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Americanisms

Postby Slava » Wed Jul 13, 2011 1:09 pm

As an American, I'm afraid I don't get why some words are considered vile. Any suggestions?


http://www.bbc.co.uk/news/14130942
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Postby Perry Lassiter » Wed Jul 13, 2011 3:46 pm

Probably convention. For example, we could use a good short word for sexual intercourse. The available words don't work well for a loving mating. Mating itself sounds clinical as does intercourse. Likewise for defecation and excrement. The available words sound either pedantic or crude. No idea why. BEyond convention.
Of course some other words no longer seem vile, such as damn and hell used as expletives.
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Postby Slava » Thu Jul 21, 2011 2:52 pm

Here's an update from the Beeb:

http://www.bbc.co.uk/news/magazine-14201796

It's user submitted words and phrases.

Here's a slight debunking from the Economist:

http://www.economist.com/blogs/johnson/2011/07/peeves
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Postby Slava » Tue Jul 26, 2011 8:58 am

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Postby Perry Lassiter » Tue Jul 26, 2011 11:53 am

After several weeks! I finally went to the link and found my post came from a misunderstanding of Slava's question. After reading, it occurs to me that equally wide variations occur from all dialects. The article refers to "guys" as applying to both sexes, for example. But until I spent a couple of years in California 50 years ago, I had only heard it referring to males. One could probably make an equally long list of variant usages from various parts of the US. See the Yankee/Southern test, for example.
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Postby LukeJavan8 » Fri Aug 12, 2011 11:57 am

I've often wondered why (without reading all your
citations above, folks) why the names of all the
parts of our body, other than the genitalia, are
from the Anglo-Saxon. The genitalia are Latin based.

{Now I stand to be corrected on this, but so I have been
told}
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Britishisms

Postby Slava » Fri Sep 23, 2011 6:07 pm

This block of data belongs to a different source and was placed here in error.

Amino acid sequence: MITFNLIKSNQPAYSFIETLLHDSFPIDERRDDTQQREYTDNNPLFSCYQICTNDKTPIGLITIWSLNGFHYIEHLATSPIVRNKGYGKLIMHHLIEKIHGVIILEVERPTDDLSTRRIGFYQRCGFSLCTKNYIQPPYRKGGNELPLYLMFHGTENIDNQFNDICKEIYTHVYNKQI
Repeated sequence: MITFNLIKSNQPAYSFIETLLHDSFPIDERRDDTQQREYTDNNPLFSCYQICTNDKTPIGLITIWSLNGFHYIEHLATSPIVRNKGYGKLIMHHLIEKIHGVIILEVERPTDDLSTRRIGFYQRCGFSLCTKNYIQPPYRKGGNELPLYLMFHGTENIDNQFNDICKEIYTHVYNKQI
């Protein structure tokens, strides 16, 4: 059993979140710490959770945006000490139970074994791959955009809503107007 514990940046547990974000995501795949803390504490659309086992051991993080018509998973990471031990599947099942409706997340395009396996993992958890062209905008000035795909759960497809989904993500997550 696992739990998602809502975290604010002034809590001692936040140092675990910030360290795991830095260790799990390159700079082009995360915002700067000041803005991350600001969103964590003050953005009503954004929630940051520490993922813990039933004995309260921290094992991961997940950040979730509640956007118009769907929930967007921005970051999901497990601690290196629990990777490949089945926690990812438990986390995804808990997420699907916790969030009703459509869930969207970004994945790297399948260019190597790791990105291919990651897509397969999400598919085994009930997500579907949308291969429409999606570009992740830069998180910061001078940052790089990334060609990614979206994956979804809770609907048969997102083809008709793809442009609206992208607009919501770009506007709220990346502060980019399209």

Slate.com has a reverse take on the influx of words:

http://www.slate.com/id/2302356/pagenum/all/

I say we all just get over it and deal.
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Postby Philip Hudson » Mon Feb 20, 2012 12:56 am

LukeJavan8,

You asked about non-Anglo Saxon words for genitalia. “Genitalia” is one such word.

Tender sensibilities are protected by guarded speech. Euphemisms are used and they must be changed as they become vulgar in turn. The practice extends to other body parts, to many bodily functions, to certain activities, to certain items, to certain social and personal proclivities, and to certain professions. These are not all sexually related. We should first note that this is only the case in “polite” society, whatever that is. I actually heard a sermon in a large church (one of those mega-churches we have discussed in another thread) in which the preacher said he knew a person “who thought his own s*** didn’t stink.” Let me hasten to tell you that, since I travel in “polite” circles, this is a church I would not recommend. Some of my really redneck relatives use all these Anglo Saxon words in ordinary conversation every day. My sainted grandmother could spout a few such words, although she usually kept that a secret, as she did her snuff dipping. We were always amused that she apparently thought she had us all fooled.

This form of speaking has been styled Victorian, although I am sure only the crème de la crème ever actually practiced it consistently. In Victorian times, polite people pretended that women did not have legs at all. When legs must be discussed they were called “limbs”. Some sensitive souls covered the legs of furniture so that idle minds would not stray. The word “bull” was forbidden since everyone knew, not just etymologists, what that really meant. A bull was called a “gentleman cow”. Some people are shocked at calling a young man a “stud” when they only mean he is handsome or talented.

There is much more, but I think I have given the subject a fair introduction.
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